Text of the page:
(Bloomberg) -- Amazon.com Inc., taking its first steps into live sports video, plans to draw on its early experiences to devise its next attack on Netflix Inc. and traditional broadcasters.
The online-retailing giant, which announced an offering of 37 live tennis events to British and Irish video subscribers, will analyze how users react as it plans further expansion of its web-TV service, said Jay Marine, Amazon’s European head of Prime Video.
"It’s very early for us in sport,” Marine said in a phone interview. "We’re going to learn from this. The approach we take is to see how customers respond.”
With live sports, Amazon is seeking programming viewers can’t get from rivals like Netflix, while taking on media companies including Sky Plc that have long relied on content such as soccer to attract TV subscribers. Seattle-based Amazon already spends billions of dollars a year to offer TV shows and movies on demand and has been exploring the creation of a live online pay-TV service since late 2015.
Amazon’s sports deals so far have focused on tennis and NFL football, not the biggest draws for a U.K. audience. It recently reached a pact to produce a docuseries with Manchester City, the current Premier League leaders, fueling the idea that it might acquire live soccer rights.
Asked whether Amazon might bid for one of the packages in the next Premier League rights auction, the most valuable of its kind in Europe, Marine said the company won’t speculate on what it might do in the future.
"I’m very excited about Manchester City," Marine said. "We’re constantly asking how can we offer more value to Prime customers and bring them new things.”
Each of the packages in the Premier League auction are set to cost more than 150 million pounds ($198 million) a season, estimates Richard Broughton, an analyst at research firm Ampere Analysis. Broughton said he expects Amazon to bid, adding it’s difficult to predict whether it will succeed.
On Thursday, the Premier League agreed to make more matches available for live screening, opening the way for more packages that could be attractive to the likes of Amazon and Facebook Inc. The number of matches will rise to a minimum of 190 and a maximum of 210 per season, from 168 currently.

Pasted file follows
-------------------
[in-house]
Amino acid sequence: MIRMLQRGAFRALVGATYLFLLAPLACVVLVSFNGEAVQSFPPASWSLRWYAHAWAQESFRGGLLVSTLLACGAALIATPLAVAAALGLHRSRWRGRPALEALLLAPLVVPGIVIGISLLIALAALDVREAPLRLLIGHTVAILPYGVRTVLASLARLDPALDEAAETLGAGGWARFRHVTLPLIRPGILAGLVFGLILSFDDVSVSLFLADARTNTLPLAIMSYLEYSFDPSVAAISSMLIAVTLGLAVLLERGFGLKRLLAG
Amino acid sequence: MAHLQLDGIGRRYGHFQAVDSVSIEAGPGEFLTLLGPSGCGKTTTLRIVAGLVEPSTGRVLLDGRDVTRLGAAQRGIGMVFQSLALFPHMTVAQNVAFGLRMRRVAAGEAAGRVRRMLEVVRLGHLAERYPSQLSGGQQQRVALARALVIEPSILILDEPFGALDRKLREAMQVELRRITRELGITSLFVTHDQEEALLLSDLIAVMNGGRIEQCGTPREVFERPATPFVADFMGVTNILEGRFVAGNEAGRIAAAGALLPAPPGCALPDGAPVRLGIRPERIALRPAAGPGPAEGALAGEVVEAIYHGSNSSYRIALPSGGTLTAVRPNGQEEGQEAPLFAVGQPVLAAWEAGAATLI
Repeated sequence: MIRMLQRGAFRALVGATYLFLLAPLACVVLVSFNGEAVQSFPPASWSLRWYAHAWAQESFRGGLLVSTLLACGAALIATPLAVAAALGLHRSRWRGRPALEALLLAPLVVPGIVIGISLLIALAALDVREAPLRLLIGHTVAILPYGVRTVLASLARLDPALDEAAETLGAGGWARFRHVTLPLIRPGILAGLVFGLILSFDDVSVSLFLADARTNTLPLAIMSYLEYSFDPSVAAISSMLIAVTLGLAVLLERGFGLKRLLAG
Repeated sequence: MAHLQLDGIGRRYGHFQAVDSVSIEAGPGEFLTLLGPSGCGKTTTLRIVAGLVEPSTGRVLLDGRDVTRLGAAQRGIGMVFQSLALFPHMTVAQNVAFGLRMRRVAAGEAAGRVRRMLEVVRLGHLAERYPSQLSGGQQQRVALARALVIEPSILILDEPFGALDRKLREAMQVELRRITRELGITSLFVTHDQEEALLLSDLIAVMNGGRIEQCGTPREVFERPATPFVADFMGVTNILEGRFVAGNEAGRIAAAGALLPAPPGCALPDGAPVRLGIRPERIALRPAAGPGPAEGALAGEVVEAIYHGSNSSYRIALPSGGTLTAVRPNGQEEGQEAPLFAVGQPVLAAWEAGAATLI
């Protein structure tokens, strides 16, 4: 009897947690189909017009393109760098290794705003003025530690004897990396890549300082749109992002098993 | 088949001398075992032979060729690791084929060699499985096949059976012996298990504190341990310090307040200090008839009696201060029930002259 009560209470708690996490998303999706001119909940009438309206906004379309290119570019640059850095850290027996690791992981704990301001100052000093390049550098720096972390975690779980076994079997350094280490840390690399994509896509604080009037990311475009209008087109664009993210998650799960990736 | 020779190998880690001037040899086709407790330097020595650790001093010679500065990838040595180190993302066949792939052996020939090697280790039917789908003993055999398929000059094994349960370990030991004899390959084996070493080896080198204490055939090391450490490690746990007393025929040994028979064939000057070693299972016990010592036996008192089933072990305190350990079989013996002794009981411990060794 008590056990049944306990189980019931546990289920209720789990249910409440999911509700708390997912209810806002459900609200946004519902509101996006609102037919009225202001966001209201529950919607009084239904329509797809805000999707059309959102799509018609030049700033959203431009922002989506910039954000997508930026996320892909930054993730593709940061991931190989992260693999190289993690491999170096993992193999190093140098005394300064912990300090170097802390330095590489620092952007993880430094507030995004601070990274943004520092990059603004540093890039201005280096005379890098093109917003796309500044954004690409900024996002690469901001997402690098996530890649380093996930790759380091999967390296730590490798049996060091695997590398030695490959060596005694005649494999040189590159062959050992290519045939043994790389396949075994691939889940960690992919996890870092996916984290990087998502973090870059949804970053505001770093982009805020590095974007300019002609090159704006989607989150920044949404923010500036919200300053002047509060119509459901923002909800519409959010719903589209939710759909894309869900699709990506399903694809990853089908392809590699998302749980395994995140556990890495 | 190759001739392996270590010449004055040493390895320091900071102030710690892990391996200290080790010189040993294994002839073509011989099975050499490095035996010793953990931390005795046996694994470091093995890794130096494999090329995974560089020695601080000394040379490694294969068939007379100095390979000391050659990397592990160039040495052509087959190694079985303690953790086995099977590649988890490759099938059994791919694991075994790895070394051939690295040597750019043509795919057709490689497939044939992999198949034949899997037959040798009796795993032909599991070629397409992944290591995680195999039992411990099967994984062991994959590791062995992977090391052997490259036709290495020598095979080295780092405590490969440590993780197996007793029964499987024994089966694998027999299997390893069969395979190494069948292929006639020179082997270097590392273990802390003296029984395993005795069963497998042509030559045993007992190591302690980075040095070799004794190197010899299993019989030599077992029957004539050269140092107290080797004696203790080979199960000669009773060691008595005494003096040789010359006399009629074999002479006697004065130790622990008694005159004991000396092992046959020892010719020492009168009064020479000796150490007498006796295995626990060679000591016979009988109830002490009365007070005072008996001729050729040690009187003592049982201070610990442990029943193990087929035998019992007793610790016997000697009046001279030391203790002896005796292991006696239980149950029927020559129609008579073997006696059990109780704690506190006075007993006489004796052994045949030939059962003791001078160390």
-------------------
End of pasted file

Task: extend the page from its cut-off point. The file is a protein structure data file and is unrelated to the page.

The tennis contract, which Amazon outbid Sky for earlier this year, gave the company live and on-demand rights to the ATP World Tour in the U.K. and Ireland. In addition, Tennis TV, ATP Media’s direct-to-consumer streaming service, will be available to Amazon Prime members in the U.S. starting next year.
"We’re getting great customer feedback from this," said Marine, who expects Prime members who are tennis fans to renew their subscriptions at a higher rate.
Ampere’s Broughton described the fan base of ATP as relatively small. Only 2 to 3 percent of respondents in a survey of 28,000 internet users in 14 markets, including the U.K. and U.S., said they enjoyed watching ATP matches, he said. Still, the viewers who do follow the competition are generally "high-spending and high-earning," he said.
For ATP, Amazon’s commitment to market the competition will help it bring in younger fans, Stuart Watts, chief operating officer of ATP Media, said in an interview.
Ampere estimates that Amazon currently attracts 33 percent of the U.K.’s internet users to its Prime service -- just under 7 million subscribers. As part of Prime, customers pay an annual fee to receive the video service as well as free shipping on goods from Amazon’s online store.
Every 1 percentage point increase in Prime’s penetration would bring in more than 16 million pounds in annual subscription revenue to Amazon, according to Ampere. And that’s before any additional revenue it might make from goods purchases by the new customers taking advantage of the various delivery options.
Amazon’s Marine says he will be tracking the tennis fans to see how many of them renew their subscriptions. "Content will be more easily available across different time-zones,” he said. "We will show every match on every court. For all these reasons we think it’s super-interesting."
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